I’ve steered clear of commenting on this topic until everything died down a bit, but there are a few things that strike me:
1) Bowyer’s spin was 100% deliberate. If you watch his onboard before the crash you can clearly see him smoothly turning the wheel and applying the throttle but just before the spin he saws away at the wheel like an actor in a 50′s movie car chase. He is clearly trying to unsettle the car and tip it into a spin, the driver of the 88 car seems to confirm this.
2) NASCAR has to be praised in acting so quickly to resolve this situation and to sanction the drivers and team involved….but;
3) The official reasons given by NASCAR (as pointed out by @fisha695) are total cobblers. Call a spade a spade NASCAR (you usually do), MWR tried to manipulate the result of the race and they deserve to be sanctioned. The monetary fine given out to MWR may be insignificant in the sense that they still ended up making a bit of money out of the race, but it no doubt makes a big difference to the team and, more importantly, draws a line in the sand, race manipulating won’t be tolerated…and;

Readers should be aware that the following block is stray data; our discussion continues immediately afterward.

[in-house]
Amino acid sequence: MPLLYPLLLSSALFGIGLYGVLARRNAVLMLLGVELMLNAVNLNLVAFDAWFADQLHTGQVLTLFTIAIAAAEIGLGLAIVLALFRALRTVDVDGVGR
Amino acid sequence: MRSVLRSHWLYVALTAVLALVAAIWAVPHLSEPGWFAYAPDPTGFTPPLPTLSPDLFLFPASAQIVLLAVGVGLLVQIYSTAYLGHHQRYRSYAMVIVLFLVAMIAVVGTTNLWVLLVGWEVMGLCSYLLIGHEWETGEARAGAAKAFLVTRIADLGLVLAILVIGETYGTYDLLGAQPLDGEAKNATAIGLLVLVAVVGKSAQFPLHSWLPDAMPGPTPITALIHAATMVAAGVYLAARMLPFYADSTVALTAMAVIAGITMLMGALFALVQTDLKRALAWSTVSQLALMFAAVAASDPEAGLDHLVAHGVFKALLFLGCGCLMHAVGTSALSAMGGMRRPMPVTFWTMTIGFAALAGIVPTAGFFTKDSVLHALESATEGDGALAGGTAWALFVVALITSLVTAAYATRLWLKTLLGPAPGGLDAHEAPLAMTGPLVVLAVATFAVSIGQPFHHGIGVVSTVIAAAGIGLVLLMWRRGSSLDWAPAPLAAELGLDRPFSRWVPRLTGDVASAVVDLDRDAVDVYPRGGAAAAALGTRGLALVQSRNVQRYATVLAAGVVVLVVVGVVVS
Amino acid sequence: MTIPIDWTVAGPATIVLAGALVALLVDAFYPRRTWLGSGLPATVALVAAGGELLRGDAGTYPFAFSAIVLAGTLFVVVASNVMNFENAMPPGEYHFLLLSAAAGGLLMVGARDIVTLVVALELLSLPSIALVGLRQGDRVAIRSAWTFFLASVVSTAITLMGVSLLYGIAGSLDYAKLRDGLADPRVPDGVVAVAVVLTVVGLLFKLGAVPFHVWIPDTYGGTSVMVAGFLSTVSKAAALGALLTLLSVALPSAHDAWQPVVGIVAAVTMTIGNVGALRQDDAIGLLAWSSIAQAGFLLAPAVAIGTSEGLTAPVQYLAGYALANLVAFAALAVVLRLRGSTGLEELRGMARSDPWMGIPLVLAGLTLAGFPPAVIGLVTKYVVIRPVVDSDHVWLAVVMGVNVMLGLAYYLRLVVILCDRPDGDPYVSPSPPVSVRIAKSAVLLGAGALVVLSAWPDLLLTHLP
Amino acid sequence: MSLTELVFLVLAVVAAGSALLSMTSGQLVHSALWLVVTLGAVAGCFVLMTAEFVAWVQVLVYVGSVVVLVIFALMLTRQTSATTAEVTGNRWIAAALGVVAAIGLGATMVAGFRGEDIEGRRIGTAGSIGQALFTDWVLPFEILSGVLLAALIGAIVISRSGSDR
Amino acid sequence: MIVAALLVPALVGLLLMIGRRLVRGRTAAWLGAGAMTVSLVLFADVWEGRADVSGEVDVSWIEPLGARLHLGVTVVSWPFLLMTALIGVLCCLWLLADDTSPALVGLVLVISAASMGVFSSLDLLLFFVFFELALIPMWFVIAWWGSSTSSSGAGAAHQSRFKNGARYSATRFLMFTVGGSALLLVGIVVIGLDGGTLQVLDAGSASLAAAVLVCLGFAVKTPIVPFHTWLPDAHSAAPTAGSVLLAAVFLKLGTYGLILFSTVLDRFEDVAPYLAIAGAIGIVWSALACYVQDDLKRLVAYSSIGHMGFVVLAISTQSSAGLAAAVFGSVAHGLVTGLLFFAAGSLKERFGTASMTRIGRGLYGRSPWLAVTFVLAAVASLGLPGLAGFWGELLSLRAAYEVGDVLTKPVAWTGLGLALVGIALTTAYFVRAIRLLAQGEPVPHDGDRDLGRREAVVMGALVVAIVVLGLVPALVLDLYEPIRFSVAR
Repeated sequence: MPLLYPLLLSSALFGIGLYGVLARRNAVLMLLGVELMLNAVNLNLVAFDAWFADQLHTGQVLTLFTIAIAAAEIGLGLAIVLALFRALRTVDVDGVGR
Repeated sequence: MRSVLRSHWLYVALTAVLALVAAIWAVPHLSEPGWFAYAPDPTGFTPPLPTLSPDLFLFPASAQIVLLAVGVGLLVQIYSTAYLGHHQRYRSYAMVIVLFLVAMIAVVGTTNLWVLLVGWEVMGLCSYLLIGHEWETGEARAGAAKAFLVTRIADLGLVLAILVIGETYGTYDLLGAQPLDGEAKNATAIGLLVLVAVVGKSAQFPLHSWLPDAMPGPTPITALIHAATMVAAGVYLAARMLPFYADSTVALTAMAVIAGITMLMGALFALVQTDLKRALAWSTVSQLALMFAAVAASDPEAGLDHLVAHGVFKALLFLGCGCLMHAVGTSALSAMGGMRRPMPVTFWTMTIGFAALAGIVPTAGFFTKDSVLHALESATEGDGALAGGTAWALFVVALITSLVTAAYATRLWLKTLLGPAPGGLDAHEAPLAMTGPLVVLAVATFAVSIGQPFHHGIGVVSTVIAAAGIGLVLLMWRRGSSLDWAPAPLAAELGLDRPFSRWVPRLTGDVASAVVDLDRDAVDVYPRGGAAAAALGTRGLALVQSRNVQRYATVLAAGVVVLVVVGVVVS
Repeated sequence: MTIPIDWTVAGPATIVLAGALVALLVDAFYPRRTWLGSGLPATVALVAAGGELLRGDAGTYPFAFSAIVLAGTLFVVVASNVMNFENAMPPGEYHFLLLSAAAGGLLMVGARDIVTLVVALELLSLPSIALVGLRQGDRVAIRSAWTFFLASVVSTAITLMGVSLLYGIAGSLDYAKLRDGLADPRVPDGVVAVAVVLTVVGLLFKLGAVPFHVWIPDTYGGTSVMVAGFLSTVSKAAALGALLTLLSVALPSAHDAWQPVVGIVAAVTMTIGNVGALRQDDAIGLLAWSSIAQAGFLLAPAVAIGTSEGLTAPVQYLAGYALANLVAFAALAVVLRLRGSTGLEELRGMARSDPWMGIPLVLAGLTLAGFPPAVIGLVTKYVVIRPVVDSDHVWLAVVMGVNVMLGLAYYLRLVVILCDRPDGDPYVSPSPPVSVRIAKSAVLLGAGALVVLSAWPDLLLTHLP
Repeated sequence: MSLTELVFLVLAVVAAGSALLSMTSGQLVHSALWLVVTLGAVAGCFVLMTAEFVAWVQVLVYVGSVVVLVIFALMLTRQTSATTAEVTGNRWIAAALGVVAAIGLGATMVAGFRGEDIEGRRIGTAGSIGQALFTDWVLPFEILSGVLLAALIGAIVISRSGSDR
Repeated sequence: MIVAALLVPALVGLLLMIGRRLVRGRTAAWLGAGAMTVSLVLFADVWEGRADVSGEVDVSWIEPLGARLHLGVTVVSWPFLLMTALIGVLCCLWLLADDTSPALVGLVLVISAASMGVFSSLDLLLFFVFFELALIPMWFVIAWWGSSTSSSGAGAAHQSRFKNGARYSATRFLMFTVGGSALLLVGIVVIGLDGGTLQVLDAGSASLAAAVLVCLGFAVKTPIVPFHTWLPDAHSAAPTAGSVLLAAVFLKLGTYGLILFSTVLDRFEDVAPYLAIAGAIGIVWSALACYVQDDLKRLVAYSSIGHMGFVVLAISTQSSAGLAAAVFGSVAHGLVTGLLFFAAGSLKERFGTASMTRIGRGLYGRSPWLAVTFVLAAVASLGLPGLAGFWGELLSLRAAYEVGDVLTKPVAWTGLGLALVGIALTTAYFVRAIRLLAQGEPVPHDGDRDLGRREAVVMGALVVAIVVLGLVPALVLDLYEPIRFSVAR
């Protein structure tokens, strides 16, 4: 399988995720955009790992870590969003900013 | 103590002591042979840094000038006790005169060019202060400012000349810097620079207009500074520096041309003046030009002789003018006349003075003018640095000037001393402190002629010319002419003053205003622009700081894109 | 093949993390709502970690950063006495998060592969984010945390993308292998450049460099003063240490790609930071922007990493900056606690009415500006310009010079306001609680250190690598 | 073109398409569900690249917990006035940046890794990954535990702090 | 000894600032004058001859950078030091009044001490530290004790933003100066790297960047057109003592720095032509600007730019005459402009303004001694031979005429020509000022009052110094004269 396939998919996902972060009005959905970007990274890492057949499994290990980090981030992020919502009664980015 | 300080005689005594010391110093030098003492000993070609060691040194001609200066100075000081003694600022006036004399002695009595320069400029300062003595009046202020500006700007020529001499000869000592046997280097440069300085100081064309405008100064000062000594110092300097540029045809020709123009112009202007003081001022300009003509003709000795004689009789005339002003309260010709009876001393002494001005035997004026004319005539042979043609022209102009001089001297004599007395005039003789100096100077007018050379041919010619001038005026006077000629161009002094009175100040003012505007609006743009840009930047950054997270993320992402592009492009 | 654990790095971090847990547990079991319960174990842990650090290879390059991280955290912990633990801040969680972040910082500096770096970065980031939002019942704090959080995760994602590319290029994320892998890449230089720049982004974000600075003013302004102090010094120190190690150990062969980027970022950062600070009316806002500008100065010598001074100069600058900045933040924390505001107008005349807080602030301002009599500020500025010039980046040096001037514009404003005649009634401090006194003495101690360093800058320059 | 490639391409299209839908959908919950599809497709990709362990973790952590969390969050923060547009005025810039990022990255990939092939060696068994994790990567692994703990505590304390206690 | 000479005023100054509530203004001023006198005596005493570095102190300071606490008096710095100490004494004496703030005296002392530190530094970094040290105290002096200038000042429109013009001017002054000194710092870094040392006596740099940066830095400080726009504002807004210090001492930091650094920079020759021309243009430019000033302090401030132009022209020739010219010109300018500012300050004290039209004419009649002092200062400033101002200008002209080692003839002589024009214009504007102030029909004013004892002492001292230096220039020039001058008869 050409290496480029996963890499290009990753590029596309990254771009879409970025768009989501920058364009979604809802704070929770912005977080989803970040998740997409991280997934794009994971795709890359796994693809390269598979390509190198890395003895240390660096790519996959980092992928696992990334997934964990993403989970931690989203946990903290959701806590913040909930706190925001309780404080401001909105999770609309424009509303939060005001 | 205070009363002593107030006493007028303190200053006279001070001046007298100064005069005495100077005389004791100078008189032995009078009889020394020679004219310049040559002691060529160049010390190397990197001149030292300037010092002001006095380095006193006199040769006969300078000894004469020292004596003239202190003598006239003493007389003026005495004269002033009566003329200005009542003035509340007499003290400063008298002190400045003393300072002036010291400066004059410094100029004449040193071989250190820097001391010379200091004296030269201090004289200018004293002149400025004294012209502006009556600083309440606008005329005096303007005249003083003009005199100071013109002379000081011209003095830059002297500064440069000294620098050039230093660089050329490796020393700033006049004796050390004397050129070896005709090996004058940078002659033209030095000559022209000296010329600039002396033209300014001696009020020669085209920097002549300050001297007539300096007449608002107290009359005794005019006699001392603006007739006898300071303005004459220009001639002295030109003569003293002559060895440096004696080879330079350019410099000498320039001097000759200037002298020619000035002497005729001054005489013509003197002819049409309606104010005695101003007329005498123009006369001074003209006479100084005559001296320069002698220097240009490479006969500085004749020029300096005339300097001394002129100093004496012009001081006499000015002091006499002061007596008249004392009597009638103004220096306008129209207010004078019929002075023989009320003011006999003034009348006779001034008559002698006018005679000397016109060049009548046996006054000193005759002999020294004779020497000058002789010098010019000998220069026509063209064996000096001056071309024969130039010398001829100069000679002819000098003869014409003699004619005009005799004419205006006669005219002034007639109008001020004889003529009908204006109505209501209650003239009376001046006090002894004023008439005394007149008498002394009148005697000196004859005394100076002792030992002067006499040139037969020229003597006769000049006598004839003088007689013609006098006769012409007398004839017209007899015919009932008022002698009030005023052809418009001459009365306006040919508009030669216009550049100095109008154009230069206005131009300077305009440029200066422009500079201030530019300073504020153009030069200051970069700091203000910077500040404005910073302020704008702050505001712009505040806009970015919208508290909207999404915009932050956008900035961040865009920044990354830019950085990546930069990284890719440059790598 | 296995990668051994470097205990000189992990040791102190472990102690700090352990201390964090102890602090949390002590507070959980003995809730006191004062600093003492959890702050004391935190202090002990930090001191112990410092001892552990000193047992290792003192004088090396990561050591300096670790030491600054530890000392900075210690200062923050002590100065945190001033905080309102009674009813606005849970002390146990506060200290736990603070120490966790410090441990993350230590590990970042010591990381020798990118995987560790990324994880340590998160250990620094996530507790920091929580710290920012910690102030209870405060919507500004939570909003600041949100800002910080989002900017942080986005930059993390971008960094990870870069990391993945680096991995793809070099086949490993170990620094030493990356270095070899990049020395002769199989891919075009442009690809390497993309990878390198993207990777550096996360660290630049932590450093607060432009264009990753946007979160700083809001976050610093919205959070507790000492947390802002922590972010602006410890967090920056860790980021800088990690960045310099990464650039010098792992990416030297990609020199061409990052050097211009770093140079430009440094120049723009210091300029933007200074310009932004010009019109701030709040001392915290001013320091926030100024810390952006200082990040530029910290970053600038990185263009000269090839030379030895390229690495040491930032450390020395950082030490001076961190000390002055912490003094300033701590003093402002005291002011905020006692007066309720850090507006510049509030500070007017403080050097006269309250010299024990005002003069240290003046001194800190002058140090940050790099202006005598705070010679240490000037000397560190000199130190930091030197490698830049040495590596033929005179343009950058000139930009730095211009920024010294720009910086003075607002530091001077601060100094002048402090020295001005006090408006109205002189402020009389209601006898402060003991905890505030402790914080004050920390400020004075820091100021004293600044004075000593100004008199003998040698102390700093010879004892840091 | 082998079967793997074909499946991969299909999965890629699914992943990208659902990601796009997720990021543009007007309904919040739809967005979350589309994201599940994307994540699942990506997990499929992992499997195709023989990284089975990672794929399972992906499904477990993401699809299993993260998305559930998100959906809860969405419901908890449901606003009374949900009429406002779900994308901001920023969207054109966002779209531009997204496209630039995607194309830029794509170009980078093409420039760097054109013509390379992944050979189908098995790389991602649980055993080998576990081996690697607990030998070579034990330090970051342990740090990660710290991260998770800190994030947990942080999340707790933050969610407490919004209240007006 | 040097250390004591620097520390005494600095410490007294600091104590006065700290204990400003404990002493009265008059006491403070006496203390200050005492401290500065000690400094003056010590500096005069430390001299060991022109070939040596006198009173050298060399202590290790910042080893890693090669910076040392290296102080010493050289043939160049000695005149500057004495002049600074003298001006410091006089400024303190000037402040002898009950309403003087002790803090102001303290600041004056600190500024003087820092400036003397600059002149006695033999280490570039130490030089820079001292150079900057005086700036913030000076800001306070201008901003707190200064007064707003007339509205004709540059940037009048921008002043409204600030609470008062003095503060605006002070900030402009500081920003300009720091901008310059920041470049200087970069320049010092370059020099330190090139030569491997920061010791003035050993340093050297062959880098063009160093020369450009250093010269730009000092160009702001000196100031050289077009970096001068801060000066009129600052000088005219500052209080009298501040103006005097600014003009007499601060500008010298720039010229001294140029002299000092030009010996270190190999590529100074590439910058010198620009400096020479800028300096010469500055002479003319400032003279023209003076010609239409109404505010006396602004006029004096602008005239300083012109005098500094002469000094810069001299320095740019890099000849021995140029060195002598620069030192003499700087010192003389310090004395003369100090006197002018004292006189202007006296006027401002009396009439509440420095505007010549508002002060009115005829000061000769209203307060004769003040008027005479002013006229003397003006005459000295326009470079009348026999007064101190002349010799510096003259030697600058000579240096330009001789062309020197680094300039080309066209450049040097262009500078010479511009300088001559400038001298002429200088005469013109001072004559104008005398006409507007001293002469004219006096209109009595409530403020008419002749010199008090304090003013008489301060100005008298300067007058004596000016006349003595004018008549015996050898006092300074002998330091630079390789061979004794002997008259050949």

4) I understand the reasons given for Clint Bowyer’s inclusion in The Chase, but given his key role in all of this would the better fix not have been to exclude him from The Chase and replace him with Jeff Gordon (who has bee taped to the bottom of that Chase board)? You still get 12 drivers in The Chase and a driver who tried to manipulate the result of a race gets properly punished for his actions.
This year’s Chase for the Cup conspiracy-gate saga plays squarely into many non-NASCAR fans’ caricatures of stock car racing and the scandalous stories from Richmond are unlikely to help NASCAR broaden its market as it desperately hopes to do. So it will be interesting to see if the fallout from Richmond further engages NASCAR’s redneck fan base or adds to their increasing weariness for their favourite sport.